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Blog

360 Degrees

Coming Back to Institutional Money Management in 401(k) Plans World

 

Background:  When the 401(k) system started there were no assets in the funds.  Retail mutual funds were the only investment vehicles available to take the small contributions.  Now, however, things have dramatically changed.  The 401(k) system is vast and expanding and holds upwards of $7 Trillion in employees life savings.  Those kinds of assets demand an institutional, and not just a retail, set of investment choices.

Bottom Line:  In the ever expanding world of options in 401(k) plans, I make the case for reintroducing fully institutional investment management.  New technologies have now made this possible, economic and efficient.  In the past this was not possible.

Furthermore, I propose that now is the time for institutional money management to be made available to all size 401(k) plans

Change is Good — Maybe

Obviously some changes are good.  In 401(k) plans and investment management, the technology is better.  Many features of plan administration are automated and integrated.  When looking at the investment opportunities into the foreseeable future, could we have too many options for a 401k participant?  Is education the answer to the issues of the 401k plan?

I see the articles of the majority that say that education is what is needed most for the participant.

  • Most people that invest in a retirement plan are just average folks that are trying to make preparations for their future.
  • They work a full time job.
  • They come home and spend time with their families.
  •  Maybe they coach their kid’s team or do yard work or other daily things that require their attention.

Do they really have time to dig through various amounts of information to try to decide whether they should diversify in the Pacific Rim or stay in domestic funds?  For that matter, does the average advisor have the time to analyze all the different investment options that are available and make a proper decision of what should be offered and service the clients they have?

The answer is No!  Is it a problem or wrong to offer more education?  The answer is also — No!

Back in the ‘80’s, when I started in the field of 401k plan administration, we did not have all these different investment opportunities and options.  Frankly, no one expected 401(k) plans to be much of a success and balances and contributions were very small.  401k plans ran a long second place to defined benefit plans at this point in time.  There were a lot fewer choices.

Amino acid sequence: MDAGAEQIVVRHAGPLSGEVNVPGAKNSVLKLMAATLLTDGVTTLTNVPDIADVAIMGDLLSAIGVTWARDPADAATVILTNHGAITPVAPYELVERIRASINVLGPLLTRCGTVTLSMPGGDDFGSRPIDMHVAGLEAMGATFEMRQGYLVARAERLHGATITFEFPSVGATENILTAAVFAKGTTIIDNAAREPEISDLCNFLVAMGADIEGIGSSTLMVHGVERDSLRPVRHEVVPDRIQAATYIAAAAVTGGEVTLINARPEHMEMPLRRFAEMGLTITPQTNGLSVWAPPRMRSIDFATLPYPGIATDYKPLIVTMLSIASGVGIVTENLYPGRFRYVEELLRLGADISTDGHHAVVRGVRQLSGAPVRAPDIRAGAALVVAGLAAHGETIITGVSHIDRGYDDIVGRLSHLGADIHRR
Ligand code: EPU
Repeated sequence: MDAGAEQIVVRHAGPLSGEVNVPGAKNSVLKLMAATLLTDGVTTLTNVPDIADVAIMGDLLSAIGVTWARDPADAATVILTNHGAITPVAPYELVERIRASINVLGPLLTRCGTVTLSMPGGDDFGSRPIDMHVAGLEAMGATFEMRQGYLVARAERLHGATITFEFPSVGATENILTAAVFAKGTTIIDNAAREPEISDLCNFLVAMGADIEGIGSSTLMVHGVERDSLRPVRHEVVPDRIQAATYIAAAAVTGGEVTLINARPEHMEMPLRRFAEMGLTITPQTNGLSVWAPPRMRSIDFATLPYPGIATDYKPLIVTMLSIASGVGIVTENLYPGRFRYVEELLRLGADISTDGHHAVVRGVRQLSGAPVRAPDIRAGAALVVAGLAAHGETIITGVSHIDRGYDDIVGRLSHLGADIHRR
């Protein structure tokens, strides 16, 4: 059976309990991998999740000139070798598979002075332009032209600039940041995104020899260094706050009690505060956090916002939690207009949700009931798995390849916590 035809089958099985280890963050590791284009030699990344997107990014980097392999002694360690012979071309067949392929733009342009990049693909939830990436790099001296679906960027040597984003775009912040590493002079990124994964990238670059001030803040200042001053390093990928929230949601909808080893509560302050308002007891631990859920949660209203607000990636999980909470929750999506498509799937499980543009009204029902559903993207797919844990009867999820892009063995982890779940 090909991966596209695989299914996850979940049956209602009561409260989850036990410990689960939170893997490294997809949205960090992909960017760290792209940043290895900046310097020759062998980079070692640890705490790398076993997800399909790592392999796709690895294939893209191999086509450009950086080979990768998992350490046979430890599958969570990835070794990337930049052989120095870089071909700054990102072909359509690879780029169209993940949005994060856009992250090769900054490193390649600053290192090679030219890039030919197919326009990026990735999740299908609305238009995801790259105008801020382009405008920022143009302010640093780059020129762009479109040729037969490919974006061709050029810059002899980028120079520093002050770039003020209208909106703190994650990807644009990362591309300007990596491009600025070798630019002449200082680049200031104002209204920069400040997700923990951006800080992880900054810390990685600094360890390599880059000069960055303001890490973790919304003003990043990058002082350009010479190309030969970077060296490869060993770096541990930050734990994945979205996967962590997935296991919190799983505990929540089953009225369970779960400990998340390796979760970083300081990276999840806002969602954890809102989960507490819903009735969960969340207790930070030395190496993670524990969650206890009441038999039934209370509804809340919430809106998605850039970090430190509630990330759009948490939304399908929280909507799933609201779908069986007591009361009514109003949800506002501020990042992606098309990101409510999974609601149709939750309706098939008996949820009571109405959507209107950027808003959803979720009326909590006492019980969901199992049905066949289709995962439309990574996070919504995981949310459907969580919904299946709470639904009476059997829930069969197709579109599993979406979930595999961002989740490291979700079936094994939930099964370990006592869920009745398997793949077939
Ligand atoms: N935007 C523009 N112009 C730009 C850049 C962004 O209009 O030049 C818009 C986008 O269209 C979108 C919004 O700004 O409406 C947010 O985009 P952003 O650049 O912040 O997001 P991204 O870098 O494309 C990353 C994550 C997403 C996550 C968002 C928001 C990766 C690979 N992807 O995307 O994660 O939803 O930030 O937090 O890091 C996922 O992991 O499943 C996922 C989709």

• Most of the fund options were limited to one mutual fund family, a group annuity or pooled funds from a bank trust department.
    • A large majority of the plans were not participant directed, but balance forward plans that were valued once a year.
    • A large number of the plans were directed by the trustee to an investment company pooled account.  The majority were investment models, managed by advisors without the options available today.  Professional money management was only for the large corporate accounts.  It was too costly for the average plan.

Boy, have things changed!  Defined contribution assets are estimated to be north or $7 trillion and growing at a steady rate thanks to payroll deduction, while defined benefit plans are in the backseat now.

So maybe by now, you are asking where am I going with this.  In the evolution of plans, we have truly come back to the need for professional money management.  What is new, different and better now is that professional money management is affordable for the small plan now.

Advisors Needed  — Bringing Institutional Management Back to 401(k) Plans

Now, with the different technology applications, they can be made available as fund options within a 401k plan.

 

Money managers, and some talented advisors, can create their own fund models that are managed daily and offer them as options within the 401k plan.  The advisor has the ability to choose from several different institutional managers and can mix and match their professional management with a la carte funds if so desired for those who still want the options.  This automation allows a greater option for the participant who does not have the time to sift through all the educational material.  It provides a way for an investment advisor to analyze the professional money manager and their expertise, instead of sorting through 20,000 fund options.

In addition to these options, most money managers will act as a full ERISA 3(38) fiduciary over their models.  So there we have come back to the earlier days of pooled accounts within the daily environment.  It is the best of both worlds.

The question then becomes, is it possible to do this in our current retirement plan environment.  This time the answer is Yes!  The technology and relationships are available on many different platforms.  Many open architecture platforms have the ability to maintain multiple relationships with money managers.  Many professional plan administrators, like ourselves, have minimal limitations to placing these pieces together.

 

In summary, an RIA can choose an ERISA 3(38) fiduciary to act as money manager of the investments.  The RIA can be the advisor for the sponsor in offering assistance and can also offer a la carte funds to the menu as needed.  The TPA that offers these capabilities provides the platform, processing and testing.  All bundled into a nice neat package.

 

It is not limited to the RIA.  A registered representative of a broker dealer or Wealth management department can utilize many of the same opportunities.  Let us know if we can help you offer these services.

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